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Particulate Air Pollution: Possible Relevance in Asthma

Glovsky, M. M. and Miguel, Ann G. and Cass, Glen R. (1997) Particulate Air Pollution: Possible Relevance in Asthma. Allergy and Asthma Proceedings, 18 (3). pp. 163-166. ISSN 1088-5412. doi:10.2500/108854197778984392.

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The relative importance of air pollution in the pathogenesis of bronchial asthma has been of interest for several decades. Numerous studies on the role of gaseous air pollution containing ozone, nitrogen dioxide, sulfur dioxide, and carbon monoxide have been published. Very little attention has been focused on the role of respirable particles in the causation of asthma. In this article we summarize some of our ongoing investigations into the sources and composition of airborne particles in the Los Angeles and Pasadena atmosphere, including the search for biologically active particles that may induce asthma attacks. It is found that the urban atmosphere contains not only combustion-derived particles from diesel engine exhaust and gasoline-powered motor vehicle exhaust, but also particles formed from biological starting materials including plant debris, cigarette smoke, wood smoke, and meat smoke as well as tire debris containing some natural rubber and paved road dust. Paved road dust is a very complex mixture of particles including garden soil, tire dust, plant fragments, redeposited atmospheric particles of all types, and pollen fragments presumably ground up by passing traffic. We have shown previously that latex allergen can be extracted from tire dust, from roadside dust, and from respirable air samples taken at Los Angeles and Long Beach. At present, work is underway to identify the larger range of allergens that may be contributed by the entrainment of paved road dust into the atmosphere. The possible importance of pollen fragments present in paved road dust in very small particle sizes is discussed as well as their potential relevance in asthma.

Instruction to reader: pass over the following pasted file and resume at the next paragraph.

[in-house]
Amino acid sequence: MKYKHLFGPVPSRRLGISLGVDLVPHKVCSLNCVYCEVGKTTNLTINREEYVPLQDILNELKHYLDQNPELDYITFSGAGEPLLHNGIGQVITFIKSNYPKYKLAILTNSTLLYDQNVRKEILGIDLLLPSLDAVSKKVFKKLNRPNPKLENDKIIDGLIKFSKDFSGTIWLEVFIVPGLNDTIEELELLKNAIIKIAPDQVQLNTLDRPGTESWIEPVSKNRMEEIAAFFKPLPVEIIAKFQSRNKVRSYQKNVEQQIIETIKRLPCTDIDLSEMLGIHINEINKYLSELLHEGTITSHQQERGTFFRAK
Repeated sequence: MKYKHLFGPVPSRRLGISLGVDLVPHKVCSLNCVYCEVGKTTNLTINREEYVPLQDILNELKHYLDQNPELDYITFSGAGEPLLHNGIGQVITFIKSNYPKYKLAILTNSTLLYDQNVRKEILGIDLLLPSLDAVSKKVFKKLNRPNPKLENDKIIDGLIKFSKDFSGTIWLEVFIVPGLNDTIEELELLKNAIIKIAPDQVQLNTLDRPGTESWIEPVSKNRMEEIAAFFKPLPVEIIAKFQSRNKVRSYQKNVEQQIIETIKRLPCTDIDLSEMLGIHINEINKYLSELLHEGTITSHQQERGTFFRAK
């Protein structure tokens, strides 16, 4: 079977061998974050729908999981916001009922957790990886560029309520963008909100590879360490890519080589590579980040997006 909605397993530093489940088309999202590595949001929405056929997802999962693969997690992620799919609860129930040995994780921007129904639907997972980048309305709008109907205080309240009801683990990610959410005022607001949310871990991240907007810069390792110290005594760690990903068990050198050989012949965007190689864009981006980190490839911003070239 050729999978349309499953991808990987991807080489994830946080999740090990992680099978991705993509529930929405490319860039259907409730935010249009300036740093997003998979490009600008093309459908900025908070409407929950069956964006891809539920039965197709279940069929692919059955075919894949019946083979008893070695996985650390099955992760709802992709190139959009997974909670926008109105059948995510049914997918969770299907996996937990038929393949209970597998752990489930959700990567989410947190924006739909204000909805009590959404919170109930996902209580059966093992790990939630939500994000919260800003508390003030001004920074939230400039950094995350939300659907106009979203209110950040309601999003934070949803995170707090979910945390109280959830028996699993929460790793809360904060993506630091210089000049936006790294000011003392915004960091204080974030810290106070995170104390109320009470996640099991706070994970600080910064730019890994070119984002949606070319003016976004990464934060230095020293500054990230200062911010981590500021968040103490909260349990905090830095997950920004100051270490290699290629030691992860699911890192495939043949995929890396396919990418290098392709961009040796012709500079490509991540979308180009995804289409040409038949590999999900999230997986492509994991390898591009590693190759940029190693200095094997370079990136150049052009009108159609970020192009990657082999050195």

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Additional Information:© 1997 OceanSide Publications. This article describes research underway for the California Air Resources Board and the South Coast Air Quality Management District.
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California Air Resources BoardUNSPECIFIED
South Coast Air Quality Management District (SCAQMD)UNSPECIFIED
Issue or Number:3
Record Number:CaltechAUTHORS:20160810-084749576
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Official Citation:Particulate Air Pollution: Possible Relevance in Asthma, Allergy and Asthma Proc., 18, 163-166, 1997, M.M. Glovsky, A.G. Miguel and G.R. Cass. DOI:
Usage Policy:No commercial reproduction, distribution, display or performance rights in this work are provided.
ID Code:69529
Deposited By: Ruth Sustaita
Deposited On:27 Mar 2018 20:34
Last Modified:11 Nov 2021 04:15

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